Foundationconcrete base (corrent)
Constructionmetal skeletal tower (current)
wooden tower (first and second)
Tower shapequadrangular skeletal tower with daymark and light (current)
quadrangular tower (first)
octagonal frustum tower with balcony and lantern (second)
Markings / patternred and white daymark with green square at the center (current)
white tower (first)
white tower, red lantern (second)
Tower height19 metres (62 ft)
Focal height21 metres (69 ft)
Light sourcesolar power
Range15 nautical miles (28 km; 17 mi)[7]
CharacteristicFl W 5s.
Admiralty numberH1620
CHS numberCCG 1344
NGA number7152
ARLHS numberCAN-909
Managing agentCanadian Coast Guard[8][9]

The town benefits from its geography by having a deep sea port, which is ice-free year round.[10] The administration of the port was privatised in 2006, as the result of the federal government's divestiture programme.[11] The port is located on the south shore of the Bay of Chaleur at the mouth of the Restigouche River, and includes 98 acres (39.66 hectares) of land, 494 acres (200 hectares) of "waterlot," and two cargo facilities—East Bay Marine Terminal, whose chief cargo is paper, and the West Wharf, which imports petroleum and coal and exports ore concentrates. Berth depths range from 9.7 to 10.3 meters (31.8 to 33.8 feet).[12] The port is located adjacent to the now-demolished pulp and paper mill. The east wharf can handle 340m vessels with maximum draught at low tide of 9.1m, and has indoor storage facilities of 1ha, while the west wharf handles vessels of up to 355m with draught 10.3m.[13]

It is also served by the New Brunswick East Coast Railway and is located on the Highway 11 arterial highway. Via Rail Canada provides passenger train service three days per week with stops at Charlo immediately east of the town and in Campbellton to the west.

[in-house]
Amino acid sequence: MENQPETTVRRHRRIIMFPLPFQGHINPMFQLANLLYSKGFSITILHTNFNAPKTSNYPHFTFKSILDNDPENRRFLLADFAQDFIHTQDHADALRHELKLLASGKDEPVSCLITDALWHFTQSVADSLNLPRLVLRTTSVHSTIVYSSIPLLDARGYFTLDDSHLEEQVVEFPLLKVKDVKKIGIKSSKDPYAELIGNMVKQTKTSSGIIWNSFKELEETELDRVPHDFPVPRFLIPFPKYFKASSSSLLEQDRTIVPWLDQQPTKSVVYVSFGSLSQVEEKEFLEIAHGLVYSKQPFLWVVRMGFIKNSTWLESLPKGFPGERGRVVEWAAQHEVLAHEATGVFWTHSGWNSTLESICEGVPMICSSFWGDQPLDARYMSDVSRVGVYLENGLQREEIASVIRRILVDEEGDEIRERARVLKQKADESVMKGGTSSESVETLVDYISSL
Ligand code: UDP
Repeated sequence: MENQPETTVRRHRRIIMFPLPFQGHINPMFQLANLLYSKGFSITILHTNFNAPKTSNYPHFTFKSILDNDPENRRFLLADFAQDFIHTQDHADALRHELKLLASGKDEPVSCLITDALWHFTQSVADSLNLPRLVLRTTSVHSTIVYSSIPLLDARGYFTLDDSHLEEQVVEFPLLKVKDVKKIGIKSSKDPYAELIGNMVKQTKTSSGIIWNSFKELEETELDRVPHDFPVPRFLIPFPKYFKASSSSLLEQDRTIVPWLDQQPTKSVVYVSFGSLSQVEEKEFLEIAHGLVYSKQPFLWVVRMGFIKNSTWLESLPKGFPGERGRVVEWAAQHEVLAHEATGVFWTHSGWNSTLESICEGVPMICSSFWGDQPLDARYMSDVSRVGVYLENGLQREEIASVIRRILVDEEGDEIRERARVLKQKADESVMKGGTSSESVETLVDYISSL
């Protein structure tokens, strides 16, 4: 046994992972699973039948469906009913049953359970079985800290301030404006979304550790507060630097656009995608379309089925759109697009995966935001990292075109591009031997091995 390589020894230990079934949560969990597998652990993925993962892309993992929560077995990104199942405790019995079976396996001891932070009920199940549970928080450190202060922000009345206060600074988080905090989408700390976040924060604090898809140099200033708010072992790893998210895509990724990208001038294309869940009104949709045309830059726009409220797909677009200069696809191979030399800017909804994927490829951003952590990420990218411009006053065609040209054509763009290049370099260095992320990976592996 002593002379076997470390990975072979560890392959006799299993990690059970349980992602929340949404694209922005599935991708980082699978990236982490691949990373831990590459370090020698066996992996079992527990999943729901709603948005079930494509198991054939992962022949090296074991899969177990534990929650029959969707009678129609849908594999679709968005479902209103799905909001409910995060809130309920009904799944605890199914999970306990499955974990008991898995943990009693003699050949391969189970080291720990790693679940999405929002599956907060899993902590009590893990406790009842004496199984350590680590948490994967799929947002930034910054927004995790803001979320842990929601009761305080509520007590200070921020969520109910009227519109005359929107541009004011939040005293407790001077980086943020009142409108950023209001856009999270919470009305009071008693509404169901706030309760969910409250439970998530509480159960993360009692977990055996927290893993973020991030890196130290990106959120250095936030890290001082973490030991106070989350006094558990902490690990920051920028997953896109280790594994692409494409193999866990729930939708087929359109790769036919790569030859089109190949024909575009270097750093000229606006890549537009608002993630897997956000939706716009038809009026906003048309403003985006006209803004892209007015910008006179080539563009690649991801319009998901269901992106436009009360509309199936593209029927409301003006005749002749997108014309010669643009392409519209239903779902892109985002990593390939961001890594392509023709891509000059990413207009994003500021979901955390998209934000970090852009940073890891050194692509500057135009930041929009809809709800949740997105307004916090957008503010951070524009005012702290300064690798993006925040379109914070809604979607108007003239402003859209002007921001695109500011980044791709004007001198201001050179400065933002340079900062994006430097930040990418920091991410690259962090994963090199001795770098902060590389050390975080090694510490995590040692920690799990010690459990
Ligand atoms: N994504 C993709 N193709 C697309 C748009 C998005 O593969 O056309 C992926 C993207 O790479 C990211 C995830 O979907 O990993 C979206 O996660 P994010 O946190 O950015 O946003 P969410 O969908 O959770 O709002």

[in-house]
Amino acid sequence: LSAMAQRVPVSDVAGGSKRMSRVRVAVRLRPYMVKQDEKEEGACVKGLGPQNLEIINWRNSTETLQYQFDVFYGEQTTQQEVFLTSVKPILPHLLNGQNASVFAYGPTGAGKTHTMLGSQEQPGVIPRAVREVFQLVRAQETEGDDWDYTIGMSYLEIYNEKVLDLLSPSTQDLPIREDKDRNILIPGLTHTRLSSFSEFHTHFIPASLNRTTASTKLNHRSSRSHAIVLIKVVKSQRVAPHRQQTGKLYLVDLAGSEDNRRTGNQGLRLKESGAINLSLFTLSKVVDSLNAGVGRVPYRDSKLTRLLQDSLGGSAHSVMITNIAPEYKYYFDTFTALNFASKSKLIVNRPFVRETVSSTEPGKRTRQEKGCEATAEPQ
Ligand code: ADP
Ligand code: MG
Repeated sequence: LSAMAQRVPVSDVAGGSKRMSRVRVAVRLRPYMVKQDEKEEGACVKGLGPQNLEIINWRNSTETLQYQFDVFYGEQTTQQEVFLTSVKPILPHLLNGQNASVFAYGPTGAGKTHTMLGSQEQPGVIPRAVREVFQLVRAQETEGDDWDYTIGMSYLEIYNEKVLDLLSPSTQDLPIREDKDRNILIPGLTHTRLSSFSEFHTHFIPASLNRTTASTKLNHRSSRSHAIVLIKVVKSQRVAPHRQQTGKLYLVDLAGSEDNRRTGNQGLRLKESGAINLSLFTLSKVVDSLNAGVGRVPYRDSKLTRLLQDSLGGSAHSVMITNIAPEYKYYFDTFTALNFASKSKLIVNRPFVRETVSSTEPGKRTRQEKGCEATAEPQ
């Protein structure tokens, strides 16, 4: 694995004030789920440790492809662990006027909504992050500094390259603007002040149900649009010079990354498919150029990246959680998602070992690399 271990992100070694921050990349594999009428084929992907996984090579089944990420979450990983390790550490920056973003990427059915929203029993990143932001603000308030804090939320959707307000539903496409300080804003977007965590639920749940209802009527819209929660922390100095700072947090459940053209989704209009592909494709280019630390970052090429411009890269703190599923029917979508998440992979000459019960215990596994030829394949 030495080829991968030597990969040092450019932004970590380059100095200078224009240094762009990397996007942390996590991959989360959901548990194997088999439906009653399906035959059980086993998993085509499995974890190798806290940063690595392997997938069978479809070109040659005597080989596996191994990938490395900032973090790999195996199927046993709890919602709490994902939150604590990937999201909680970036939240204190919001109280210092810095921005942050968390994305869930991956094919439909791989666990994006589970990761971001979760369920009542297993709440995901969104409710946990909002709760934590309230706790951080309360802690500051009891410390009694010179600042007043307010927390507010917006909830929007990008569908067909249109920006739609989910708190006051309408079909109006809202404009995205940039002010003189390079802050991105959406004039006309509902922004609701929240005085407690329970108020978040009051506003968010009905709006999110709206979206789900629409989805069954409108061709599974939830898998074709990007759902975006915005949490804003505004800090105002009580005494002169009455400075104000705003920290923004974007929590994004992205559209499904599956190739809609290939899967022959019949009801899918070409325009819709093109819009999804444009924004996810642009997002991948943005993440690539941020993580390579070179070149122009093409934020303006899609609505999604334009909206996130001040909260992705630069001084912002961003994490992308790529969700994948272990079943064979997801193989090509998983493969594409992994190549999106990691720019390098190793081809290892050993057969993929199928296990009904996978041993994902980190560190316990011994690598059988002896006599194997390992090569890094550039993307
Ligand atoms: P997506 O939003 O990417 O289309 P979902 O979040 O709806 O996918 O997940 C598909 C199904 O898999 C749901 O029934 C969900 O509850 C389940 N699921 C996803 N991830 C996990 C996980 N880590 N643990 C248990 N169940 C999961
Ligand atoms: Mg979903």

The Charlo Airport is located several kilometres east of the town for private and charter service with scheduled air service available at the Bathurst Airport.

Education

Dalhousie has two elementary schools (Académie Notre-Dame and L.E. Reinsborough),and two high schools (Dalhousie Regional High School and École Aux quatre vents).

Demographics

Religion

Christianity is the dominant religion, with the Roman Catholic Church being the largest denomination. Protestant denominations include the Anglican Church of Canada, United Church of Canada, Presbyterian Church in Canada and several evangelical groups.

Population

Canada census – Dalhousie, New Brunswick community profile
2016 2011 2006
Population: 3,126 (-11.0% from 2011) 3,512 (-4.5% from 2006) 3,676 (-6.4% from 2001)
Land area: 15.22 km2 (5.88 sq mi) 14.51 km2 (5.60 sq mi) 14.51 km2 (5.60 sq mi)
Population density: 205.3/km2 (532/sq mi) 242.1/km2 (627/sq mi) 253.4/km2 (656/sq mi)
Median age: 58.4 (M: 57.2, F: 59.6) 54.3 (M: 52.8, F: 55.8) 50.3 (M: 49.1, F: 51.8)
Total private dwellings: 1,696 1,816 1,817
Median household income: $45,747 $39,847 $38,782
References: 2016[14] 2011[15] 2006[16] earlier[17]
Historical Census Data - Dalhousie, New Brunswick[18][2]
YearPop.±%
1901862    
19111,650+91.4%
19211,958+18.7%
19313,974+103.0%
19414,508+13.4%
19514,939+9.6%
YearPop.±%
19615,856+18.6%
19815,707−2.5%
19865,363−6.0%
1991 4,775−11.0%
1996 4,500−5.8%
2001 3,975−11.7%
YearPop.±%
2001A 3,928−1.2%
2006 3,676−6.4%
2011 3,512−4.5%
2016 3,126−11.0%
(A) adjustment due to boundary change.

Language

Canada Census Mother Tongue - Dalhousie, New Brunswick[18]
Census Total
English
French
English & French
Other
Year Responses Count Trend Pop % Count Trend Pop % Count Trend Pop % Count Trend Pop %